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We could say that this book is the realm of Philosophy of Religions and though that would not be a lie, Dan Arnold's strategy to approach the topic, has the effect of largely exceeding the initial presupposed subject scope. Philosophy of Religions frequently deals with establishing comparisons between two or more different religions, trying to show what characteristics they share, which beliefs they disagree on, etc. Perhaps due to the familiarity with the method of comparing, commonly practiced in Arnold's area of expertise, his new book title aims at comparing a major Indian Buddhist thinker, Dharmakīrti (ca. 7th century), with contemporary philosophy of mind main thesis'. Not only that, but also, on the way, to distinguish Dharmakīrti's views from other two Indian Buddhists thinkers, Nāgārjuna (ca. 150-250 AC) -- and Candrakīrti (600-c. 650); and also, identifying different perspectives on specific concepts by different Western philosophers that have contributed to philosophy of mind (in particular Jerry Fodor (b.1935)). The end result is a book clearly conceived for a scholarly audience.
Dan Arnold (b.1965) is an Associate Professor of the Philosophy of Religions in the Divinity School (The University of Chicago). His previous, and first book, Buddhists, Brahmins and Belief: Epistemology in South Asian Philosophy of Religion (Columbia University Press, 2005), has won the American Academy of Religion's Award for Excellence in the Study of Religion in 2007. The current book confirms his acknowledged expertise on Indian Buddhist philosophy. Still, the disputes it tries to unravel are relevant in an academic environment only. Like any other field of study, Philosophy has trends, and since the mid-1990s, philosophy of mind has become one of them; in the late 1990s, cognitive sciences became also an important key area. Philosophy of Religions became therefore an area where it would be predictable that it would come to use the strategy of comparing, incorporating references to philosophy of mind and cognitive sciences. And this is the gap Arnold's new book successfully fills.
Throughout the book, Arnold proceeds to a constant, detailed and methodical translation of Buddhist Indian thinking concepts into contemporary philosophy of mind concepts. As the author himself states: "[t]he central premise of this book, then, is that we can learn some important things about the conceptual "deep structure" of what is arguably the dominant trajectory of Indian Buddhist thought […] by understanding these significantly divergent traditions of thought as facing some of the same philosophical problems [as contemporary philosophy of mind]" (pp.6--8). When we speak of translation, we do not refer simply to the act of translating words, but mostly of translating as an attempt to approach Indian Buddhist thinking to philosophy of mind operating concepts.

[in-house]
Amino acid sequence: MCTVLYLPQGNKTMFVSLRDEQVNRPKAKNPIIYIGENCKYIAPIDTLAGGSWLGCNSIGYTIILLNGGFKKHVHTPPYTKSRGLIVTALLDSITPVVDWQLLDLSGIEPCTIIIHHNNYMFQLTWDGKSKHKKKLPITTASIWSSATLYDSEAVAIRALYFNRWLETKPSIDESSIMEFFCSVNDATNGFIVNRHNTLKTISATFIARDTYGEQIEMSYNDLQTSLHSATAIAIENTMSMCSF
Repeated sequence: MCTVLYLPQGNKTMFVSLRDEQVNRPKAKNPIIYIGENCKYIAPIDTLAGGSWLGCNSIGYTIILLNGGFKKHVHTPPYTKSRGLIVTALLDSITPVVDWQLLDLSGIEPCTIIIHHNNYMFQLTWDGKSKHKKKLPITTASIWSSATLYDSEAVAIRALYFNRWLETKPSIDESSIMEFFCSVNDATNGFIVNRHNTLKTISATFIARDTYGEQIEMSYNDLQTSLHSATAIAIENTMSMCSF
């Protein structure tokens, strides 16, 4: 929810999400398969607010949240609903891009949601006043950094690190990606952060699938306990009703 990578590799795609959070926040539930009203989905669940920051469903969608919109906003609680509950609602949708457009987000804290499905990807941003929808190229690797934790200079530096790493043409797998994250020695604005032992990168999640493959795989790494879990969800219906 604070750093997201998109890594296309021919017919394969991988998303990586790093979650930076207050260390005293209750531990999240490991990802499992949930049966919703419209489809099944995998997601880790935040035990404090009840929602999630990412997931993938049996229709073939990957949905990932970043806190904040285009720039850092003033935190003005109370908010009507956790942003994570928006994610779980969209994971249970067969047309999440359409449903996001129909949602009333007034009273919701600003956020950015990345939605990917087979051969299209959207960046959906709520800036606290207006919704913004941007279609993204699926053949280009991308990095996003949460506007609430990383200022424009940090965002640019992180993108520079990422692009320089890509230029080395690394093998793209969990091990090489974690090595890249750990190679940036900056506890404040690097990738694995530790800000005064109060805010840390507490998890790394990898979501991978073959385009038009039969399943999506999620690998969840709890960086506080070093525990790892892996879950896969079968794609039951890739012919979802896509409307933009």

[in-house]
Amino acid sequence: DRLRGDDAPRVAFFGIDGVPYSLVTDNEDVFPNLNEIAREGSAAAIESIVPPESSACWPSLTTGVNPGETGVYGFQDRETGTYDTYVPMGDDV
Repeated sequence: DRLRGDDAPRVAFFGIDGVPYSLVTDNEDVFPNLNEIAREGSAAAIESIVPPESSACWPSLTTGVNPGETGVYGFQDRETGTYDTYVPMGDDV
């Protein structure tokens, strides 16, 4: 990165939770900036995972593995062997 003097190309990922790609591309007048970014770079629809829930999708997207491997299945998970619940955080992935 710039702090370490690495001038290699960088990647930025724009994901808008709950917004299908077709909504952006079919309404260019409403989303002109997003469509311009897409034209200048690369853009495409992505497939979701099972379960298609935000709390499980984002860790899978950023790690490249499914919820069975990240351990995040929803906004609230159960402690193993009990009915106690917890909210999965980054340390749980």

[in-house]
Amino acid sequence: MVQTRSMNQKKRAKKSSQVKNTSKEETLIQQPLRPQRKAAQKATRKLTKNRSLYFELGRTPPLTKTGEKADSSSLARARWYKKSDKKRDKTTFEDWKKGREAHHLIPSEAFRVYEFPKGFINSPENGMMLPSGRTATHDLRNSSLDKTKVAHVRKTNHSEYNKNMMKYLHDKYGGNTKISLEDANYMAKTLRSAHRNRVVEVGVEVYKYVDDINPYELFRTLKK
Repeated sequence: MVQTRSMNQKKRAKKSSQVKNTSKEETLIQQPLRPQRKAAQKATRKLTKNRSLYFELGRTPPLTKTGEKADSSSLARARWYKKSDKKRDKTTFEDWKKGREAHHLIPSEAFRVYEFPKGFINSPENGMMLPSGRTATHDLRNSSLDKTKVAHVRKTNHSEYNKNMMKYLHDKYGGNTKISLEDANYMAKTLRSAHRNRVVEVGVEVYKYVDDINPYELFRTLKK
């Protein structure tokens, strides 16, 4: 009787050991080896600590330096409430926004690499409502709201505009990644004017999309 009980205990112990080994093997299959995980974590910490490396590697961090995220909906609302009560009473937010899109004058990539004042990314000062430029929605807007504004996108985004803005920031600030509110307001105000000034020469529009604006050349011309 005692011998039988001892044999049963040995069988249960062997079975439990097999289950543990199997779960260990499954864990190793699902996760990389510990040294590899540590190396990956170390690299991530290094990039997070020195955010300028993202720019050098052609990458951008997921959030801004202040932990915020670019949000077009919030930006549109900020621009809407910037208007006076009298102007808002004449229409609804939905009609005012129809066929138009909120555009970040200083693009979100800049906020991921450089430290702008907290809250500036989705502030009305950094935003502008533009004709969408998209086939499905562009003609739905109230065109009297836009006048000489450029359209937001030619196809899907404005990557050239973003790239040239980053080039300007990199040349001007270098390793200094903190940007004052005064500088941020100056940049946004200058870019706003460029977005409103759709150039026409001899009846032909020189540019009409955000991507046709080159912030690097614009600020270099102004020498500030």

At the core center of all comparisons is the concept of intentionality. Though the concept is a familiar one "to students of continental phenomenology and Anglo-American philosophy of mind" (p.7), the understanding of intentionally in Arnold's book, is that of Anglo-American philosophy of mind, which means that a continental phenomenology student will not be pleased with the book's approach. At most, he/she will be able to learn how intentionality reads as an operational concept in the realm of philosophy of mind.
To put it briefly, intention is something that corresponds to a mental event (like thinking or believing) and that can be said to have a mental representation. To some, that mental representation can substitute "some linguistic item" (p.7) -- that's why nowadays philosophy of mind almost became the same as philosophy of language. On the other side, there are those (as Brentano) who defend that the content of an intention is distinctive of mental events (because these have content in themselves) and therefore what we can say about something can only refer to its "aboutness", to its surroundings. To reflect on intentionally, Arnold approaches the apoha doctrine, literally, "exclusion", and a central concept that proves Indian Buddhist trait of its concern with language, semantic content and means ie. "the referent of the word cow can be explained simply as excluding whatever is a not a non-cow" (p.119); and self-awareness (Svasamvitti), closely related with the concept of "self". Arnold explores an understanding of intentionality where philosophy of mind almost coincides with philosophy of language and not Brentano's.
And perhaps this option explains my general impression on the book: Arnold's effort to clarify language (word use) both by Indian Buddhism and philosophers of mind, instead of promoting an encounter between both units -- where the problems addressed would end up arising as the most predominant trait -- generates a kind of abstraction where the parallel between Indian Buddhism and philosophy of mind comes out as skewed, and "common problems" that both units have addressed, appear not to be common at all. Even if the aim is to state that both units intend the same, and even assuming that they do have a similar goal, the paths that lead to it can be very different and, perhaps, untranslatable. Therefore, the book offers well-researched and detailed information (and in this sense it can be valuable) but not knowledge. Still, it can be useful to philosophers of mind who take interest in starting to establish a relation with Indian Buddhist thought.
© 2013 Diana Soeiro
Diana Soeiro (b. 1978). Philosophy, PhD (2011). Postdoctoral Research Fellow at Institute for Philosophy of Language/ New University of Lisbon. Updated information: www.linkedin.com/in/DianaSoeiro